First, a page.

Viola comments on the essence of hierarchical leadership and contrasts it with the leadership Jesus speaks of in Matt 20 (“It should not be so among you”):

“What is the hierarchical form of leadership structure? Its the leadership style that’s built on a chain of command social structure. Its rooted in the idea that power and authority folow from the top down. Hierarchical leadership is rooted in a worldly concept of power.” p.156

He goes on to cite Matt 23:8-12 “Do not be called Rabbi… etc” and argues that both gentile hierarchical forms and Jewish positional leadership models are not to be co-opted to the church because they “place severe limitations on the headship of Christ”.

As he turns his attention to the current church system he is not afraid to launch a few grenades:

I”n this connection (thinking of leadership as function) the modern clergy system is a religious artifact that has no biblical basis. This system has allowed the body of Christ to lapse into an audience due to its heavy reliance on a single leader. It has turned church into a place where Christians watch professionals perform. It has transformed the holy asembly into a centre for professional pulpiteerism supported by lay-spectators.” P. 160

Ok so that ought to get more than a yawn because there is a lot of truth in it…

He goes on in similar vein:

“Perhaps the most damning feature of the clergy system is that it keeps the people it claims to serve in spiritual infancy. Because the clergy system usurps the Christian’s right to minister in a spiritual way during corporate gatherings, it ends up debilitating God’s people. It keeps them weak and insecure.” p.160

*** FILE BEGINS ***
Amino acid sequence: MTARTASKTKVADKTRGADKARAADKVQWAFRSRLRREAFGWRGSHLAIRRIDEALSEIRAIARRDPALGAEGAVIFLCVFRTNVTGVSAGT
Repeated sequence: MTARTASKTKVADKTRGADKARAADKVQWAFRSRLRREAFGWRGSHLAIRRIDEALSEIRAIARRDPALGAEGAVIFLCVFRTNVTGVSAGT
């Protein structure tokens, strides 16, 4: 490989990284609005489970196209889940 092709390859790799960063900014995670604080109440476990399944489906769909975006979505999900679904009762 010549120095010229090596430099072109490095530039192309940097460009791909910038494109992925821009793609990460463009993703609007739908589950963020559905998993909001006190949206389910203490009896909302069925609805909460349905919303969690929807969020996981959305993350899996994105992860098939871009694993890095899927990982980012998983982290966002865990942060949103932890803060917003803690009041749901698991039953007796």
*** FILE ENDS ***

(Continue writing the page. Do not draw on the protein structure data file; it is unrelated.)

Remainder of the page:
The rest of this page is both provocative and insightful as to why the invention of clergy has been the church’s undoing. Viola affirms that those who serve as clergy usually do with the best of motives and to see people mature in faith, but few if any are able to trace the immaturity of their congregations back to their own profession.

He says:

“The clergy profession ends up disempowering and pacifying the believing priesthood. This is the case regardless of how uncontrolling the person who fills the clergy position may be.

Here’s how it works. Since clergy carries the spiritual workload, the majority of the church becomes passive, lazy, self seeking (“feed me”) and arrested in their spiritual development.

Just as serious, the clergy system warps many who occupy clerical positions. The reason? God never called anyone to bear the heavy burden of ministering to the needs of the church by himself… If the truth be told many Christians prefer the convenience paying someone to shoulder the responsibility for ministry and shepherding. In their minds, its better to hire a religious specialist to tend to the needs of God’s people than to bother themselves with the self emptying demands of servanthood and pastoral care.” p.161

Ok – so those are HUGE statements to make but I can certainly see more than a kernel of truth in them. Certainly we speak of team ministry and of people serving on another, but I would agree with Viola’s argument that the presence of a pastor tends to create a reliance on one person that should not exist.

Viola cites Christian Smith:

“The problem is that, regardless of what our theologies tell us about the purpose of the clergy, the actual effect of the clergy is to make the body of Christ lame. This happens not because clergy intend it (they usually intend the opposite) but because the objective nature of the profession inevitably turns the laity into passive receivers”

p. 162

He finishes by saying:

The truth is that many of us – like Israel of old – still clamor for a king to rule over us. p.163

I don’t know about you, but I find this chapter disturbing and challenging. I don’t think we can easily dismiss what Viola has to say because we can see its effects all around us in unhealthy congregations that long for the ‘king’. And many us in Christian leadership quite enjoy being ‘royalty’…

I find it hard because I feel I am a gifted leader and yet the system that exists for me to lead within does tend towards producing this unhealthy spectatorism and dependence. This system is well established and the culture is strong. It is well known and loved by most within it.